Leo Varadkar has helped cause decline in UK-Ireland relations

News Letter editorial on Friday July 1 2022:

By Editorial
Friday, 1st July 2022, 11:46 am
News Letter editorial
News Letter editorial

It is hard to know where to begin in response to comments from Leo Varadkar about the UK government not being “even handed” in Northern Ireland.

The ex Taoiseach said the UK “had given commitments in the past that it would be even handed in its approach to Northern Ireland. I don’t think that’s the case when it comes to this government, they’re siding with one of the three blocs of opinion that now exist in Northern Ireland”.

Mr Varadkar TD said he had “never seen relations as bad” between London and Dublin in his political lifetime. He said the best way to restore trust was the UK “de-escalating this”.

Yet Leo Varadkar and his Fine Gael colleague Simon Coveney share as much culpability as any other politicians for the downturn in relations between Ireland and the UK. Their government abandoned the pragmatic approach of the previous Fine Gael Taoisecah Enda Kenny to the Brexit challenges.

The Varadkar-Coveney tactic of complete loyalty to Brussels, whatever its Brexit demands of the UK, seemed for a while to work. It led first to Theresa May’s backstop, which (despite what its advocates claim) would ultimately have led to a full trade border between NI and Great Britain. Then it led to the disastrous NI Protocol (the outcome of Boris Johnson’s capitulation to Brussels in 2019, after all his tough talk).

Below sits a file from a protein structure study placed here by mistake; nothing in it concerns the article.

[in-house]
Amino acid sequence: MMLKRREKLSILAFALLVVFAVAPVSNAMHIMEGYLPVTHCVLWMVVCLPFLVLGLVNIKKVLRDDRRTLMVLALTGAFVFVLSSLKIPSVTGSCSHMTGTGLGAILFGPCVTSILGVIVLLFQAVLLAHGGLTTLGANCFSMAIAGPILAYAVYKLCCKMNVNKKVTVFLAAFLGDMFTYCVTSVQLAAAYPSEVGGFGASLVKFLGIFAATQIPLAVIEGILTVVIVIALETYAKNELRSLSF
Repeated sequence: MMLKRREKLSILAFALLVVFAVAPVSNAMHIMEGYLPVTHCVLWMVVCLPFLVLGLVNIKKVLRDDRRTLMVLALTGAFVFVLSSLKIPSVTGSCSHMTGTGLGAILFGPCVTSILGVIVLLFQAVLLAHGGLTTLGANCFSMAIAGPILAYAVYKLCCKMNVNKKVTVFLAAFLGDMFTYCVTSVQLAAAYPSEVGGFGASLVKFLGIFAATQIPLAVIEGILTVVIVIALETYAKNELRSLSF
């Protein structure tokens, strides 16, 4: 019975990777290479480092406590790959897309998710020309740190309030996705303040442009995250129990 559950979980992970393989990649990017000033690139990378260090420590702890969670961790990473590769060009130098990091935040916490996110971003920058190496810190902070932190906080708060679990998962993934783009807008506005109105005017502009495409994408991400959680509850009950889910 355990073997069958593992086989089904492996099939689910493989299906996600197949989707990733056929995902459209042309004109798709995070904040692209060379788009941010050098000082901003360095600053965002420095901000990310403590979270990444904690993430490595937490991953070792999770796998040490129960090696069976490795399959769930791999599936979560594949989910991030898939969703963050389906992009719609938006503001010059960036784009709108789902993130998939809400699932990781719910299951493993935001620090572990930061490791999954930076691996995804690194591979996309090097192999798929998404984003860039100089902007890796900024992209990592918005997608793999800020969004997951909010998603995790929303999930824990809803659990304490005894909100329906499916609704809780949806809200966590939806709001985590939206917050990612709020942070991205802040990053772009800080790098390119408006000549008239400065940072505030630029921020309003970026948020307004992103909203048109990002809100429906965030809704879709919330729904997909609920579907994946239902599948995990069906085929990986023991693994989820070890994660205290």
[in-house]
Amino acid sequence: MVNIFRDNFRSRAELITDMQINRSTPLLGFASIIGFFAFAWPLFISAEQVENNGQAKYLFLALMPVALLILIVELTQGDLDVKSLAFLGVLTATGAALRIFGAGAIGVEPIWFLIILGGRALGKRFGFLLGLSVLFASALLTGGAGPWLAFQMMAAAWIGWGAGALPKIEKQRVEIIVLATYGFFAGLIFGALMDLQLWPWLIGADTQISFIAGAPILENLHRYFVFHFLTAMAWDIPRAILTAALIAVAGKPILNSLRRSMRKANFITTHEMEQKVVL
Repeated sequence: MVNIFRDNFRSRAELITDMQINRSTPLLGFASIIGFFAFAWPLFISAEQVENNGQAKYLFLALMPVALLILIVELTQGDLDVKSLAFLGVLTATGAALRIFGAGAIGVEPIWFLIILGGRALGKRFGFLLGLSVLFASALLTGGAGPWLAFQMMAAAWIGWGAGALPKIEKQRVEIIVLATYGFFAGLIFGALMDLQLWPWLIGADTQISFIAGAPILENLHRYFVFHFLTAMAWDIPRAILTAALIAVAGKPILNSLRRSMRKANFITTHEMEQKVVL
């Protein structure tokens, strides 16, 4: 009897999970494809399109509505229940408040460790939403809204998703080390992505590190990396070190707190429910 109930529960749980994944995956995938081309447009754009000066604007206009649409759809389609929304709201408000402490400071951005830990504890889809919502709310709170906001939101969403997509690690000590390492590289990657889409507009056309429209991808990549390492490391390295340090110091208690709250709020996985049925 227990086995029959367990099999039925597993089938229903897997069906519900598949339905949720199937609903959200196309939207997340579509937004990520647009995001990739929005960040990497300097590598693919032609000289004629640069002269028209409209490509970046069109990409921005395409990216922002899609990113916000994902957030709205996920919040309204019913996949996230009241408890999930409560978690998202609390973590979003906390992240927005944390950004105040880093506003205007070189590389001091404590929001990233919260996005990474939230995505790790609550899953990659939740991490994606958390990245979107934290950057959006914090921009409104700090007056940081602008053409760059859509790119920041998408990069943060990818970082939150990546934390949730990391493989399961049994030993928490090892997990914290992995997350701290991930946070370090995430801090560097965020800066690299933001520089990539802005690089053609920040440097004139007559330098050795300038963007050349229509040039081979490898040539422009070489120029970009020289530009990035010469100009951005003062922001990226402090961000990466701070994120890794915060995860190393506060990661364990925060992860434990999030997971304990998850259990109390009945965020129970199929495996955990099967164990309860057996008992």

Then Varadkar-Coveney support for an EU enforcement line on Northern Ireland fuelled a situation in which the UK felt it had to act unilaterally to mitigate the Irish Sea border.

Mr Varadkar and Mr Coveney saw fit to admonish Boris Johnson’s government on NI, both prior to the protocol and when the UK began to retreat from the Irish Sea border. Also, during the years of the SF collapse of Stormont, they told us we must pay the republican ransom of an Irish language act.

And while elderly UK veterans face trial for Troubles allegations, there is no scrutiny of the Irish state’s role in violence when for decades it refused to extradite IRA murderers.

Mr Varadkar should be told that he and Mr Coveney have been at the heart of the collapse in UK-Ireland relations.